• The colours are strong and do clash. That's not bad per se. A poster can work with clashing colours. But it would be a bold choice. Personally I wouldn't go with such a colour scheme, but if I would, then I'd consider the colour scheme itself more than enough strain/interest to the viewer's eyes and would design the poster around non-figurative elements. Probably just rectangles, to be honest.

  • The textured background to me sends the message: "Designing this, I was afraid that the large background behind the simple figure might be dull. So I slapped the texture on." Either embrace the simplicity and make it stick out in your overall composition or make the texture part of the design by tastefully contrasting differently textured shapes -- probably not with this motif, though.

  • The hand drawn ... I don't know the English name ... at the top and bottom of the poster: Getting a "good line" is an art that takes drawing artists years or decades to master. (I certainly never did, but luckily I'm not a real drawing artist.) In addition to that, it subtly clashes with the font for "State Rhythmic Academy", which is meant to resemble hand writing, but isn't really. Either a) practice drawing lines, do several of them and then choose the best and do "State Rhythmic Academy" as real hand lettering (not recommended). Or b) do just a straight line and a straight diamond in a vector graphic programme. You already have a contrast between "flourishness" (English is not my first language ...) and geometrical straightness in the "R" of the figure: It's flourish, alluding to ancient forms of handwriting, but the line itself is uniform and done ith a computer. It makes sense to expand on that contrast. For instance, I would also try how it looks to combine your chosen font with a geometric sans-serif of similar weight and x-height.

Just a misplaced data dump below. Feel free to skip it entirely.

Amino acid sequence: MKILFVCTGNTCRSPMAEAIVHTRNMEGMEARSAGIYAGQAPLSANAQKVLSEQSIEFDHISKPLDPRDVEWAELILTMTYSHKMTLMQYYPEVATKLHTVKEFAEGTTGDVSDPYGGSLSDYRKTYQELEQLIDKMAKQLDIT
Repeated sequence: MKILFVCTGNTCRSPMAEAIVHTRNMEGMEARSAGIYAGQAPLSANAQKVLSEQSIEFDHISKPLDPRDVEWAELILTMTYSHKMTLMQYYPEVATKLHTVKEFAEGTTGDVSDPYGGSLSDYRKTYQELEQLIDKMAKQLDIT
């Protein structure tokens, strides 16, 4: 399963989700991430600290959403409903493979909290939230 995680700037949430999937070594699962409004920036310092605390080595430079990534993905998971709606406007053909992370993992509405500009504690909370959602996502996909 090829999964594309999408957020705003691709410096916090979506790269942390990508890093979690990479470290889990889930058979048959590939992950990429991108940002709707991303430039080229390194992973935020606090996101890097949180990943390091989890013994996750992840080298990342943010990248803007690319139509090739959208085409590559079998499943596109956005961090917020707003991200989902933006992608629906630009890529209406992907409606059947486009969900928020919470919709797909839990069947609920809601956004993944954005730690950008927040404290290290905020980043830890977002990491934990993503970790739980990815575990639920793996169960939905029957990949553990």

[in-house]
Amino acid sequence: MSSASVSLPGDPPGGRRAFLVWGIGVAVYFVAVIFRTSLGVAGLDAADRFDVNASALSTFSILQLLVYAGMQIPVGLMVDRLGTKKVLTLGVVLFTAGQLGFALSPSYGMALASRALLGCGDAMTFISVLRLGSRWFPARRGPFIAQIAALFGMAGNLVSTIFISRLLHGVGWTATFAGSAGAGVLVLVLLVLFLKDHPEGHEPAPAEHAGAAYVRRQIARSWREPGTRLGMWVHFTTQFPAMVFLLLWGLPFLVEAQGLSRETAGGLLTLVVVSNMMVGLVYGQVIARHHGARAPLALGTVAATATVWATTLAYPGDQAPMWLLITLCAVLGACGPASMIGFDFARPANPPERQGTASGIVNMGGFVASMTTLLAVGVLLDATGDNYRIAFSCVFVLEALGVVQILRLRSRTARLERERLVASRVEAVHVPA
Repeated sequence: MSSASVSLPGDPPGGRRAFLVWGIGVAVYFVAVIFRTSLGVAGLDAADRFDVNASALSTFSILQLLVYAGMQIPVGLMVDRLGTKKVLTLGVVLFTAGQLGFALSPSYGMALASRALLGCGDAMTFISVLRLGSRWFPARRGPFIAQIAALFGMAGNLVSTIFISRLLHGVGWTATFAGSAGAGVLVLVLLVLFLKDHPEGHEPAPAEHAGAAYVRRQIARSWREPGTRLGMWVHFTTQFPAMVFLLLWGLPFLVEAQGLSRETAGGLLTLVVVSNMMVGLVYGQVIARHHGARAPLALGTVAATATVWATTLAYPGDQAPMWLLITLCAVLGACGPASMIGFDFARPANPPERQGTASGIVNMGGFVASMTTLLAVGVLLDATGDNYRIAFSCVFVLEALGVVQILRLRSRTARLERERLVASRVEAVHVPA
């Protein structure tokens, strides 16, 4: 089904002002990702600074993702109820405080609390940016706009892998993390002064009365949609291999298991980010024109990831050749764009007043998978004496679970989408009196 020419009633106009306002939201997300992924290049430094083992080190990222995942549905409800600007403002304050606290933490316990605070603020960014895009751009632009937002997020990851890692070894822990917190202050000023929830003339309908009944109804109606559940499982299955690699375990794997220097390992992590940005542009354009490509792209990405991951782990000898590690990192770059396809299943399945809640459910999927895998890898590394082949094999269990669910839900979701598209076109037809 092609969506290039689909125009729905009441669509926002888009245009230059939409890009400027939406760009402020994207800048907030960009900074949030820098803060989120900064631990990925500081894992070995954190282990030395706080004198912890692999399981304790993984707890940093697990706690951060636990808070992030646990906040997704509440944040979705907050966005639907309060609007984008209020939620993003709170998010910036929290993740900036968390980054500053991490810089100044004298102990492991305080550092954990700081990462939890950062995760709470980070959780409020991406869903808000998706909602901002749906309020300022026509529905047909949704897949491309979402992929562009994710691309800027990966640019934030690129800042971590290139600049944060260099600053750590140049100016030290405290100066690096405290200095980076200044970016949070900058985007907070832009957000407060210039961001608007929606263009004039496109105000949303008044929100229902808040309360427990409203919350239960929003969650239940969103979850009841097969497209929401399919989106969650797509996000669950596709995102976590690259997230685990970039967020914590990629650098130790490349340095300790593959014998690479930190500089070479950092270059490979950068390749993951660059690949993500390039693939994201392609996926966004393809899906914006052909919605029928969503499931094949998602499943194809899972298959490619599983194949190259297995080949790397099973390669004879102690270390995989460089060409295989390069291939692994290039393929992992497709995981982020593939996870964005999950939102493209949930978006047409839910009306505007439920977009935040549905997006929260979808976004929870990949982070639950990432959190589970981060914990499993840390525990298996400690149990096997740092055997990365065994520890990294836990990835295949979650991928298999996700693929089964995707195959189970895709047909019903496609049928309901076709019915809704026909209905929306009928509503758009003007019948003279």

Those are the points that stick out to me the most, without going into detaills. (I'd reconsider the balance between "State Rhythmic Academy" and the figurative element in the middle, though. Right now they fight for the top spot in the visual hierarchy, with the figurative element winning, but not by a large enough margin.) Btw., I can see that, while it's not a professional job, some thought and actual talent went into the poster.

EDIT: I just noticed that the request was specificially about background and colours. I'm not deleting my other points, though, since they are part of the overall impression. If everything else would ostensibly signal that it's a professional work, then texture and colour would come across as intentional against-the-grain choices.

  • I quickly noticed that the hand-drawn line-whatsits were identical; if that element is kept I'd suggest using different versions for the top and bottom (if you draw it a bunch of times, pick the best two instead of one) – StarWeaver Mar 31 '17 at 17:41
  • @StarWeaver You're absolutely right. -- Btw., looking at it again, I think now that the lines of the font are actually slightly wobbly. It didn't spring to my eye before, because of the background texture. If that's the case, then my recommendation would be to recreate the ornament as thin rectangles, converted to paths, and then to gradually add bezier points to it to match the lines of the fonts as closely as possible. – Oliver Scholz Mar 31 '17 at 18:52